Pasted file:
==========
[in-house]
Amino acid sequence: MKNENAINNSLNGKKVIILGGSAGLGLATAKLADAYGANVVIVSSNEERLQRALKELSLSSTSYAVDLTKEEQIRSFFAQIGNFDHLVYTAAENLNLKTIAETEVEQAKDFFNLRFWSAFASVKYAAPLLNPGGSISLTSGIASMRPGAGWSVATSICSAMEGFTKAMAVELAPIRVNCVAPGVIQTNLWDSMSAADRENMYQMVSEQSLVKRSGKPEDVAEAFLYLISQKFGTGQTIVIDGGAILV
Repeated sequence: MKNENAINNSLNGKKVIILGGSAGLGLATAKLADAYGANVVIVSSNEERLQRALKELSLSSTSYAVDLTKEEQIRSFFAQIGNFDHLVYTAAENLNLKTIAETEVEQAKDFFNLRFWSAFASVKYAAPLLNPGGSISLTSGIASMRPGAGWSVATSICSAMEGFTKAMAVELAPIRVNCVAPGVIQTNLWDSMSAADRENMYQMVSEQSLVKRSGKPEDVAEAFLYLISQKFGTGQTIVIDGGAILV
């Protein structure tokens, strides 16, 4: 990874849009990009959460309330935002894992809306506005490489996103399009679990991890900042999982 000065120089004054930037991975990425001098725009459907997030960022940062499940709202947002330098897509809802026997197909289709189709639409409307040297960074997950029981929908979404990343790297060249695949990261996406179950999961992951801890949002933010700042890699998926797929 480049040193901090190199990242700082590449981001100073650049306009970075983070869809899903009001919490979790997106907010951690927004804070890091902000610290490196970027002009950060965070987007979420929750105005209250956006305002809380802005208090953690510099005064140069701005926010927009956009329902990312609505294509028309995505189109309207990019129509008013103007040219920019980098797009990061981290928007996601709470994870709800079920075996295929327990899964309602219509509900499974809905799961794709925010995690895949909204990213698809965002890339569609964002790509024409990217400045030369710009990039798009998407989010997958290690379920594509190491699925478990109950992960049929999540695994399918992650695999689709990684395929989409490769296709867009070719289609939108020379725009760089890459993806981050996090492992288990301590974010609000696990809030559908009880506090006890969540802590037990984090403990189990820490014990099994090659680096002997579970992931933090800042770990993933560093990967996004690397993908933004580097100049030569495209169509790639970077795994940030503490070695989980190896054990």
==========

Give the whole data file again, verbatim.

[in-house]
Amino acid sequence: MKNENAINNSLNGKKVIILGGSAGLGLATAKLADAYGANVVIVSSNEERLQRALKELSLSSTSYAVDLTKEEQIRSFFAQIGNFDHLVYTAAENLNLKTIAETEVEQAKDFFNLRFWSAFASVKYAAPLLNPGGSISLTSGIASMRPGAGWSVATSICSAMEGFTKAMAVELAPIRVNCVAPGVIQTNLWDSMSAADRENMYQMVSEQSLVKRSGKPEDVAEAFLYLISQKFGTGQTIVIDGGAILV
Repeated sequence: MKNENAINNSLNGKKVIILGGSAGLGLATAKLADAYGANVVIVSSNEERLQRALKELSLSSTSYAVDLTKEEQIRSFFAQIGNFDHLVYTAAENLNLKTIAETEVEQAKDFFNLRFWSAFASVKYAAPLLNPGGSISLTSGIASMRPGAGWSVATSICSAMEGFTKAMAVELAPIRVNCVAPGVIQTNLWDSMSAADRENMYQMVSEQSLVKRSGKPEDVAEAFLYLISQKFGTGQTIVIDGGAILV
């Protein structure tokens, strides 16, 4: 990874849009990009959460309330935002894992809306506005490489996103399009679990991890900042999982 000065120089004054930037991975990425001098725009459907997030960022940062499940709202947002330098897509809802026997197909289709189709639409409307040297960074997950029981929908979404990343790297060249695949990261996406179950999961992951801890949002933010700042890699998926797929 480049040193901090190199990242700082590449981001100073650049306009970075983070869809899903009001919490979790997106907010951690927004804070890091902000610290490196970027002009950060965070987007979420929750105005209250956006305002809380802005208090953690510099005064140069701005926010927009956009329902990312609505294509028309995505189109309207990019129509008013103007040219920019980098797009990061981290928007996601709470994870709800079920075996295929327990899964309602219509509900499974809905799961794709925010995690895949909204990213698809965002890339569609964002790509024409990217400045030369710009990039798009998407989010997958290690379920594509190491699925478990109950992960049929999540695994399918992650695999689709990684395929989409490769296709867009070719289609939108020379725009760089890459993806981050996090492992288990301590974010609000696990809030559908009880506090006890969540802590037990984090403990189990820490014990099994090659680096002997579970992931933090800042770990993933560093990967996004690397993908933004580097100049030569495209169509790639970077795994940030503490070695989980190896054990």